[Europe is withdrawing the DSA, its super-weapon for internet regulation, on Friday

The European Union goes on the offensive on Friday against the excesses of Internet giants: the DSA (Digital Services Act) will force major platforms such as Google, Facebook, X (formerly Twitter) or TikTok to act more against of illegal content, under penalty of heavy fines. The principle of the new European regulation is like a slogan: what is illegal offline must also be illegal online – which, as all experts stress, is not so simple. We need to find a delicate balance between freedom of expression, which is of paramount importance, and the fight against abuses that threaten fundamental rights or democracy (disruption of elections, disinformation, protection of minors, etc.).

How to achieve this? The DSA targets platforms, not users: a series of obligations will be imposed from Friday on the 19 largest social networks, markets and search engines (Apple, Google, Microsoft, YouTube, Amazon, Facebook, LinkedIn, Wikipedia, TikTok, Snapchat, Instagram, X, Alibaba or Booking). As before, platforms are neither legally responsible for the content they host nor required to acknowledge it in advance. However, the EU hopes to push them to install an effective control system, after ten years of increasing online violence.

Among other things, they should offer Internet users a tool to easily report content “illegal” (defined by national legislation or other European texts), then withdraw them quickly. From “trusted standard bearers» in each country (such as the Pharos government website in France) their notifications will be processed on a priority basis. Merchant sites should be able to track sellers, to reduce fraud. Their algorithms will also be under scrutiny: they will have to explain how their recommendation systems work and offer alternatives without personalization. On the advertising side, the DSA prohibits targeting minors or ads based on sensitive data (religion, sexual orientation, etc.). Compliance with the rules will be monitored by independent audits, under the watchful eye of Brussels. Any violation will be subject to fines of up to 6% of global turnover. Last threat, repeat offenders could be banned.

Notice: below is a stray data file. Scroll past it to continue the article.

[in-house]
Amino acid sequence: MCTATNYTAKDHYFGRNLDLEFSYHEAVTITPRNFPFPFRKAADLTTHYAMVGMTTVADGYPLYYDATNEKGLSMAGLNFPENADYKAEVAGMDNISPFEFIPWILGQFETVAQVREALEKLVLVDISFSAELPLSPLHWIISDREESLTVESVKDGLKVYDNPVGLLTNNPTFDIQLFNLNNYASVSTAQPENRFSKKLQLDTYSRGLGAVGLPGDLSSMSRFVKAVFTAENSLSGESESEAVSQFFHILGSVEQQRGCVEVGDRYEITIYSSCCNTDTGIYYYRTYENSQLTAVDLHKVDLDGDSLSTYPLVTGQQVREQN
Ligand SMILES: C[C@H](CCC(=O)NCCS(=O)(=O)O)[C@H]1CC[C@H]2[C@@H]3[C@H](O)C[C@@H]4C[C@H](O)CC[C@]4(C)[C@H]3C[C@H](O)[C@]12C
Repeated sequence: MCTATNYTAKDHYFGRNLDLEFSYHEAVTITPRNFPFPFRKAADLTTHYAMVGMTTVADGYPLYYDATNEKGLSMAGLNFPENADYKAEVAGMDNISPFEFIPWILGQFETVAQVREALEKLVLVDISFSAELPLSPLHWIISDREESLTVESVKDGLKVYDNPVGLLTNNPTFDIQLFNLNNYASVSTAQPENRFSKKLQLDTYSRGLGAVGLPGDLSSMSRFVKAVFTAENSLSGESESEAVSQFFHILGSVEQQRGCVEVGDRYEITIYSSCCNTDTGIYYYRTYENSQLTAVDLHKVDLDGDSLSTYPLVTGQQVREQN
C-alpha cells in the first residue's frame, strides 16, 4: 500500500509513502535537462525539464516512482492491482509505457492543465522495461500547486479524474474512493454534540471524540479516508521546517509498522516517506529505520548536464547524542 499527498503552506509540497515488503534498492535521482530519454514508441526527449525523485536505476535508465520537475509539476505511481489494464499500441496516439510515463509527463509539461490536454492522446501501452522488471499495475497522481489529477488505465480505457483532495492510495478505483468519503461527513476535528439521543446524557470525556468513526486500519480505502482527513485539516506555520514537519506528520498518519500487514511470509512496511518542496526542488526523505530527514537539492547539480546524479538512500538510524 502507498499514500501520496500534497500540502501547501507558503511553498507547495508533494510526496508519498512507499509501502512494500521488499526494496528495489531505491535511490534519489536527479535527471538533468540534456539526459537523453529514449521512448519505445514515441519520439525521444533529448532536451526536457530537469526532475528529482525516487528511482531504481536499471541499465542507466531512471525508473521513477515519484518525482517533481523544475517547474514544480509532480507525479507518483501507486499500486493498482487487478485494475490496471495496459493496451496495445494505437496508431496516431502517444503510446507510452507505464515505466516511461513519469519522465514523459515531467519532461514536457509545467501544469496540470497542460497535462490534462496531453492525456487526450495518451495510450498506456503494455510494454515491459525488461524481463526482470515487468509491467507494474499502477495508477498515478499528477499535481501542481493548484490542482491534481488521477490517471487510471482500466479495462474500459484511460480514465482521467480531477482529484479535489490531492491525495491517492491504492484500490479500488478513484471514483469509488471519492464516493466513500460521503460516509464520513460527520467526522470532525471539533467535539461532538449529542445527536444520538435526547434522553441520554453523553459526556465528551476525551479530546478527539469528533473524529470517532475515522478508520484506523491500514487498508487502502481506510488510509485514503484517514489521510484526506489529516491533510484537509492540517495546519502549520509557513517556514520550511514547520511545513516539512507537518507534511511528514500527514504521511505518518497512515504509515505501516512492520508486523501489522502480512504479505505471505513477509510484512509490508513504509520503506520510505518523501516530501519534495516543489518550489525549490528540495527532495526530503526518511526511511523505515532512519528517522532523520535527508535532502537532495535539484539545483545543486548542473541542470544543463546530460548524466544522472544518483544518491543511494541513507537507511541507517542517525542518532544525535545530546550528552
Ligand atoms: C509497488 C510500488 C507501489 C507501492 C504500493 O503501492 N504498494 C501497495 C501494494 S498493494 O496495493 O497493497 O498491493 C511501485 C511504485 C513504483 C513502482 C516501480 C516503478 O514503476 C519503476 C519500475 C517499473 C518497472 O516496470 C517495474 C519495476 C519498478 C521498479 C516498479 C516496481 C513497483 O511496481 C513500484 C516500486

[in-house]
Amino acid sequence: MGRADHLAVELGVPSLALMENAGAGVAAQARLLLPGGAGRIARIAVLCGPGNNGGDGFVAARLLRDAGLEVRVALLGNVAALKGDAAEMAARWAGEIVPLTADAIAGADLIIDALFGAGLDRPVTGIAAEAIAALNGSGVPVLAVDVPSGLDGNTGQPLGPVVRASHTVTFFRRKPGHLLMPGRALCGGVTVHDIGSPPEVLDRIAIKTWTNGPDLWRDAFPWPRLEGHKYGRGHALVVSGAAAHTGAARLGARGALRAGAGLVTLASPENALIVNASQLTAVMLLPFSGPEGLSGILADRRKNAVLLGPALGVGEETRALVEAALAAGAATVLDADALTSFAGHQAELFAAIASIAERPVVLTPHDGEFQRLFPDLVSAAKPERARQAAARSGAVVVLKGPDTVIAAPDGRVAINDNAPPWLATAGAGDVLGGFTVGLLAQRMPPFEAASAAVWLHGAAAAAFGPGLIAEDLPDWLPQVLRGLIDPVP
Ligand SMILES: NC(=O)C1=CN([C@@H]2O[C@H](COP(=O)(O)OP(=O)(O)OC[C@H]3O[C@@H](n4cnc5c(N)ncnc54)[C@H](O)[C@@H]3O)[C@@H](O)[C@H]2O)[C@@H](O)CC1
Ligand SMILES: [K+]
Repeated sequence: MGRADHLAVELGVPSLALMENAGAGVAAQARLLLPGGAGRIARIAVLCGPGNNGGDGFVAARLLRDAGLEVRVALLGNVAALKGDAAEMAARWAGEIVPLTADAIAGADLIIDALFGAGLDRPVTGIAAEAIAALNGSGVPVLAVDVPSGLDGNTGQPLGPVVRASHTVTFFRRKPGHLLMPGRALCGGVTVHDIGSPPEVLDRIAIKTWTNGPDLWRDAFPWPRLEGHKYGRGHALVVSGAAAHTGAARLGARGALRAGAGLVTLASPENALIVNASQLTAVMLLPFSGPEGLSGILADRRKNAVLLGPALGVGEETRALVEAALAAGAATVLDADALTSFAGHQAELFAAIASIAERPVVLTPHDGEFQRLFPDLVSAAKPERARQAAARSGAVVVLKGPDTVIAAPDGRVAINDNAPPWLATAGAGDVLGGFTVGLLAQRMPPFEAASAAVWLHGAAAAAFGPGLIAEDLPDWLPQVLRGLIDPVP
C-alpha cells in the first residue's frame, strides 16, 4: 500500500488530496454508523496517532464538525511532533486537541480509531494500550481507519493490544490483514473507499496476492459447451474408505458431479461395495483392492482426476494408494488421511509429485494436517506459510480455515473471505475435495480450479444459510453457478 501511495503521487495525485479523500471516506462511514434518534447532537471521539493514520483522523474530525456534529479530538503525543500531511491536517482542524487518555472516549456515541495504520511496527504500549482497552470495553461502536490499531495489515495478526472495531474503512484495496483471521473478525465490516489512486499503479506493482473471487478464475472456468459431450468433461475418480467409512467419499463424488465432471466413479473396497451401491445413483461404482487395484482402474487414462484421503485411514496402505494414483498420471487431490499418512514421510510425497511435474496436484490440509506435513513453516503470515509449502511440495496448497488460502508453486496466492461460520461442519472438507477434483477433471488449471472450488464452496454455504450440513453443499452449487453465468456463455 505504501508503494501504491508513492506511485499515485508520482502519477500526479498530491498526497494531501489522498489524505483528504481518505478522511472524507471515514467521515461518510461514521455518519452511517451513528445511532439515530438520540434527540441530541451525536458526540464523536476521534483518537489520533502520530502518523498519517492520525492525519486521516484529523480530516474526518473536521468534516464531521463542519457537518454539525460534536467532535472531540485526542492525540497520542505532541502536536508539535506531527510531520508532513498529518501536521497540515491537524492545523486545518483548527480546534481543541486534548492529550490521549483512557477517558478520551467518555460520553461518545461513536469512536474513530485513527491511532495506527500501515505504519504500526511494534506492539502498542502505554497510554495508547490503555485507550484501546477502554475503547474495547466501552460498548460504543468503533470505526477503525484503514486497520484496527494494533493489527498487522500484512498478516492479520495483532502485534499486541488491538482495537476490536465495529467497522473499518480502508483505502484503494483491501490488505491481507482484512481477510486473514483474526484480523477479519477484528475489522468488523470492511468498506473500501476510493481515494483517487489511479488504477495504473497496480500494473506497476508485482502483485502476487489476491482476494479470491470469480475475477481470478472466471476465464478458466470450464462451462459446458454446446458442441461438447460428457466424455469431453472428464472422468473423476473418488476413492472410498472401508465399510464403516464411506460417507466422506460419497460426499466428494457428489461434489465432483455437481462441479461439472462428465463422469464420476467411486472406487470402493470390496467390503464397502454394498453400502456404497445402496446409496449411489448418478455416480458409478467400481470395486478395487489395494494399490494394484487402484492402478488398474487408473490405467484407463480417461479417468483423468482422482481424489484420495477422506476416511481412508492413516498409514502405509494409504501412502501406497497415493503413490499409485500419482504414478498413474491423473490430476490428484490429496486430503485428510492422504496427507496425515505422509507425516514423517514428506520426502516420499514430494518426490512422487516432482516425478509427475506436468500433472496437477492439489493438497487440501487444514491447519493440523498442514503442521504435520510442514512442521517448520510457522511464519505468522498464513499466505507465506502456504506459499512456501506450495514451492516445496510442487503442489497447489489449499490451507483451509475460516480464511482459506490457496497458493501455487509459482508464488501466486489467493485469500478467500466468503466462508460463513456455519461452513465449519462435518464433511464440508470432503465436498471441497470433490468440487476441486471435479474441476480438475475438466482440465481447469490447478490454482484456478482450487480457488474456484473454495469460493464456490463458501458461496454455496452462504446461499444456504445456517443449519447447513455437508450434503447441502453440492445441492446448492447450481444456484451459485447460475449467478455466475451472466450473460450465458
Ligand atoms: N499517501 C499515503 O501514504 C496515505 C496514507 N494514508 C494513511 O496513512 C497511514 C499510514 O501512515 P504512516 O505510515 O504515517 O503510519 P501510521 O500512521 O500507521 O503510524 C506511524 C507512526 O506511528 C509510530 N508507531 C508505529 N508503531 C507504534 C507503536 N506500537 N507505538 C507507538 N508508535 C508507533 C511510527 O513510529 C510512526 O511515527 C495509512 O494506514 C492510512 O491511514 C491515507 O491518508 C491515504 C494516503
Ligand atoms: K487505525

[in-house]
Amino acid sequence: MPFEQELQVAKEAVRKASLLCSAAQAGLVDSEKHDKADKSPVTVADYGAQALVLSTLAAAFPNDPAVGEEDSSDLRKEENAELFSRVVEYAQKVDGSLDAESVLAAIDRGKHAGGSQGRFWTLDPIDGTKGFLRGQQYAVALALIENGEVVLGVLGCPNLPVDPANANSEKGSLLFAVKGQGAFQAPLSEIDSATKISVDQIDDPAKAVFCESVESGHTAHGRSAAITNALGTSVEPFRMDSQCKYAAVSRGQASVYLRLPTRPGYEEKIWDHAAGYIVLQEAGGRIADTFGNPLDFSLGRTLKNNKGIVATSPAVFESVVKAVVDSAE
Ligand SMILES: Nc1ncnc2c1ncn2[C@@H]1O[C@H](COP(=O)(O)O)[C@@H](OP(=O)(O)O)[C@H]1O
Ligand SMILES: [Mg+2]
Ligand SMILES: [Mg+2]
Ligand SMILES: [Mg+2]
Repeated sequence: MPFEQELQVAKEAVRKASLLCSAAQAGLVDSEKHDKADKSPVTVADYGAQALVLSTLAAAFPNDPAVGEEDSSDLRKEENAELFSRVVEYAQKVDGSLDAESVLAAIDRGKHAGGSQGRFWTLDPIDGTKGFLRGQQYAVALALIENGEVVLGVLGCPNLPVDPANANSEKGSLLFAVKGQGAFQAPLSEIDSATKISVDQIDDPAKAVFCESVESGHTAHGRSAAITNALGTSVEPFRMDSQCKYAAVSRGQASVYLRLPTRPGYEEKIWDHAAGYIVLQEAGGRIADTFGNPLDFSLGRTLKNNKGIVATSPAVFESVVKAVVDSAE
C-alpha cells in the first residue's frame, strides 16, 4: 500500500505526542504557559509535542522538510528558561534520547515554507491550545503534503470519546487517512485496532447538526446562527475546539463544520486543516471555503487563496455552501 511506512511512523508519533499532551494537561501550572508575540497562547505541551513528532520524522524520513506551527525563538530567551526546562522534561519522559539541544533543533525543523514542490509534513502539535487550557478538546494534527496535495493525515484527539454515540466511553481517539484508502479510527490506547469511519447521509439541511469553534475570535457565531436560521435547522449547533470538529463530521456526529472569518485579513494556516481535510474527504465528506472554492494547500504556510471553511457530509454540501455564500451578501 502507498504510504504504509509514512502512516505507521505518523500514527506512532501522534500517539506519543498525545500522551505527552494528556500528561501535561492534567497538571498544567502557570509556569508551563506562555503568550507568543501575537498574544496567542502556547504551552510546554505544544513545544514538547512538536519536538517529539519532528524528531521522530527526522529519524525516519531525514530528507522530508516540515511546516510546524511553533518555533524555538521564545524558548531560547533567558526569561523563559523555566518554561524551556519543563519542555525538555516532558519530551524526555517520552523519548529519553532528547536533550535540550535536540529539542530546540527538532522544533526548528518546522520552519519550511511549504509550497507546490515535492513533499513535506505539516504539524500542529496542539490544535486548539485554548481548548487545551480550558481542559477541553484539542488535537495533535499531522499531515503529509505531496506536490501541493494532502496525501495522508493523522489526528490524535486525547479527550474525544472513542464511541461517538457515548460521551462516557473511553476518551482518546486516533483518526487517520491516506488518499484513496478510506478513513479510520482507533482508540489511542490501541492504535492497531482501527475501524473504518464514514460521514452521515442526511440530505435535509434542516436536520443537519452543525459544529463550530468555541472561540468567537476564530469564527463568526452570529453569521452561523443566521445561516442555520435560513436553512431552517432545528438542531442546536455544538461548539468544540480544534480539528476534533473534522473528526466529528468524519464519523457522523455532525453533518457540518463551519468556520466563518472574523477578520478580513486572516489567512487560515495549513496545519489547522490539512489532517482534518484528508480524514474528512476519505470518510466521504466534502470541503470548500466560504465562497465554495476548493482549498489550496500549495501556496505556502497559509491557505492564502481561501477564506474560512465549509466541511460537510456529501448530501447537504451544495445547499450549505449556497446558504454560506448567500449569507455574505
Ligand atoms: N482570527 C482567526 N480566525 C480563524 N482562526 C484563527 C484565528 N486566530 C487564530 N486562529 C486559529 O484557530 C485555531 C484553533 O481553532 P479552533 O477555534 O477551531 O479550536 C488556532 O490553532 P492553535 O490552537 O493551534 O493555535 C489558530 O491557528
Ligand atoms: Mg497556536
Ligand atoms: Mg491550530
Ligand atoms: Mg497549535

“Brussels effect”

The reporting mechanism and the use of credible reporters are game-changers, as are the checks controlled by Brussels”, Judge Eric Le Quellenec, attorney at Simmons and Simmons. This control is supervised by a collective body 27, “in order to avoid the application of an overly broad definition of illegal content by countries such as Poland or Hungary“, he adds. “This will partially reduce online anonymity: we will monitor sellers and those who publish illegal content en masse“. “Will DSA be effective? We'll see with use. However, it is an innovative system because it establishes a permanent dialogue between stakeholders, regulators and users. There will also be + a Brussels effect + beyond the EU”, notes Marc Mossé, lawyer at the firm August Debouzy.

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However, the Commission should be equipped with sufficient resources, given the size of GAFAM's legal services, underlines economist Joëlle Toledano, member of the National Digital Council. Finally, we should ensure the maintenance of fundamental freedoms: experts highlight the face of European Commissioner Thierry Breton, who, at the beginning of July, after the riots in France, had confirmed that the DSA would allow the suspension social network if not deleted “immediately” from “calls for rebellion“. The echo of French President Emmanuel Macron's desire to be able to “Section” Social Networks.

Platforms fold

Three weeks later, following an open letter from 65 organizations defending freedom of expression, Thierry Breton returned to his remarks stating that only a judge could take such a measure. “We saw him back off. We must correct the excesses but without falling into the opposite excess”, notes Marc Mossé. “But without educating the youth on media, it will all be a bit in vain“.

In recent weeks, most major platforms, including Google and Microsoft, have announced compliance efforts. Meta (Facebook) says it has recruited 1,000 people and estimates that DSA is “an important event for all technology companies operating in the EU and will have a significant impact on the experience of Europeans“. TikTok publicly presented the approved measures, Apple explains that it is in the process of implementing them, and Elon Musk promised that X (formerly Twitter) would respect the DSA.

Amazon has appealed its listing (as has shopping website Zalando), but says it is heavily invested in reporting illegal content and intends to comply with the regulation if rejected. “DSA marks the end of the internet era where platforms decided for themselves what was best for us all and were “too big to care” about their impact on society“, concludes an EU official.


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